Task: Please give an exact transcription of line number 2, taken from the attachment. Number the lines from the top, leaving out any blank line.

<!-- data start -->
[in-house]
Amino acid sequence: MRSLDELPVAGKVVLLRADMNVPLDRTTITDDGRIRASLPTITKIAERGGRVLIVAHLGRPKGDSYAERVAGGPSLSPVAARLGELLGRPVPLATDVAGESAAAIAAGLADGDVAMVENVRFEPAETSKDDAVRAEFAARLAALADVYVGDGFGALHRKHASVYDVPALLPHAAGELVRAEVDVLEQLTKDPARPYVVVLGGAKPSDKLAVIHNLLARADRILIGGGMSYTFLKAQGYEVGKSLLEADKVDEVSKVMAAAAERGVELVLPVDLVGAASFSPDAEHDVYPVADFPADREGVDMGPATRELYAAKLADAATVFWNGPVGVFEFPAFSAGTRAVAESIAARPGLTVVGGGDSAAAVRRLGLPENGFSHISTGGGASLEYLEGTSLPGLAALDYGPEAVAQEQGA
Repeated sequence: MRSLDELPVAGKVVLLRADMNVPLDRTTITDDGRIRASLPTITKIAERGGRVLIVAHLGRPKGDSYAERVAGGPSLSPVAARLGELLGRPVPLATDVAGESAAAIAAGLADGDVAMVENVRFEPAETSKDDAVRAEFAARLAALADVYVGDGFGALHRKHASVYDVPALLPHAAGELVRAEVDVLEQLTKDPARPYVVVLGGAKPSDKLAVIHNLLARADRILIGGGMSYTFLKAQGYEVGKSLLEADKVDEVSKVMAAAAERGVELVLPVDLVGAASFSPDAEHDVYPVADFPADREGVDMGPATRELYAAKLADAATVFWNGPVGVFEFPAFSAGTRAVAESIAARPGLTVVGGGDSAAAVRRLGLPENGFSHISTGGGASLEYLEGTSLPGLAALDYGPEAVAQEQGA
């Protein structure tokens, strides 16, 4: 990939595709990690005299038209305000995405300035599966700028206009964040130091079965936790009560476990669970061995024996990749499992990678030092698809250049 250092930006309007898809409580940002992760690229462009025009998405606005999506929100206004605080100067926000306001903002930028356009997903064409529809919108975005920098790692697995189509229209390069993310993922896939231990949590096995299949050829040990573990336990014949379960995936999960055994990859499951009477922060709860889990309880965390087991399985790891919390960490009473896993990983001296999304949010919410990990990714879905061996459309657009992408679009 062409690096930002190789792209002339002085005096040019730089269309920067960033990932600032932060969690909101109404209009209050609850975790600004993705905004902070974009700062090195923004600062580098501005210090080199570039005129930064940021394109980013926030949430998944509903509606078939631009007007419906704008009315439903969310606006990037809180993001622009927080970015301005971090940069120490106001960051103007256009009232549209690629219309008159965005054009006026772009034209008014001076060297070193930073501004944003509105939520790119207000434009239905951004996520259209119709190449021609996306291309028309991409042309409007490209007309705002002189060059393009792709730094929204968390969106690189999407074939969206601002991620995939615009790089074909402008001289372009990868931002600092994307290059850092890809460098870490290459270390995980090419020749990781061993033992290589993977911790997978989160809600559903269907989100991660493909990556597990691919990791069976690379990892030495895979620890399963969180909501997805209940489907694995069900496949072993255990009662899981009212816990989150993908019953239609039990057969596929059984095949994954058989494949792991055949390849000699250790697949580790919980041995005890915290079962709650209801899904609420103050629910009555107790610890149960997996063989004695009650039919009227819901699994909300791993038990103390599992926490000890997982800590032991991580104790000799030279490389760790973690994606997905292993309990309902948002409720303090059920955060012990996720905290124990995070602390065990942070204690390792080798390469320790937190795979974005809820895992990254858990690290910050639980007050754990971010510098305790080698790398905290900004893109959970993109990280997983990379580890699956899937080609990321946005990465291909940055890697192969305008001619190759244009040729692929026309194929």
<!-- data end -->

Amino acid sequence: MRSLDELPVAGKVVLLRADMNVPLDRTTITDDGRIRASLPTITKIAERGGRVLIVAHLGRPKGDSYAERVAGGPSLSPVAARLGELLGRPVPLATDVAGESAAAIAAGLADGDVAMVENVRFEPAETSKDDAVRAEFAARLAALADVYVGDGFGALHRKHASVYDVPALLPHAAGELVRAEVDVLEQLTKDPARPYVVVLGGAKPSDKLAVIHNLLARADRILIGGGMSYTFLKAQGYEVGKSLLEADKVDEVSKVMAAAAERGVELVLPVDLVGAASFSPDAEHDVYPVADFPADREGVDMGPATRELYAAKLADAATVFWNGPVGVFEFPAFSAGTRAVAESIAARPGLTVVGGGDSAAAVRRLGLPENGFSHISTGGGASLEYLEGTSLPGLAALDYGPEAVAQEQGA